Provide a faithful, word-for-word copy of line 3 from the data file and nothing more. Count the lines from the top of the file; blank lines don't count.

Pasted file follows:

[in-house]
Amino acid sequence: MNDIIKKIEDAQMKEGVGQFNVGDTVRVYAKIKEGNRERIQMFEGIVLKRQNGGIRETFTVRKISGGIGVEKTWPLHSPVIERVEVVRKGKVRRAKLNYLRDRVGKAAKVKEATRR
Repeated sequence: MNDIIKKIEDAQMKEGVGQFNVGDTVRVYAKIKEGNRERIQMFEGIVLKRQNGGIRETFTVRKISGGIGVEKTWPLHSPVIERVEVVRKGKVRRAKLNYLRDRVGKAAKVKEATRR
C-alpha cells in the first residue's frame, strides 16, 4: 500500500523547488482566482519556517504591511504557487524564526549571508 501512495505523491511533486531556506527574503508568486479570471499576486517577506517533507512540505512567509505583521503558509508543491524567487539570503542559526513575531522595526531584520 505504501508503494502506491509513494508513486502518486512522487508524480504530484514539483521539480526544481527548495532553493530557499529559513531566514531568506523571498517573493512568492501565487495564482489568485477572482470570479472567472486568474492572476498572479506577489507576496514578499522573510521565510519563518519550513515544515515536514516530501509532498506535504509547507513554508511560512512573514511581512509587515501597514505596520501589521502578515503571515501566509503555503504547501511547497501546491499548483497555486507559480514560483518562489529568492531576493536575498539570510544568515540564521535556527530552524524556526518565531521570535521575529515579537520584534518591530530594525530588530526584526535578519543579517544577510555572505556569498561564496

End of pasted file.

Repeated sequence: MNDIIKKIEDAQMKEGVGQFNVGDTVRVYAKIKEGNRERIQMFEGIVLKRQNGGIRETFTVRKISGGIGVEKTWPLHSPVIERVEVVRKGKVRRAKLNYLRDRVGKAAKVKEATRR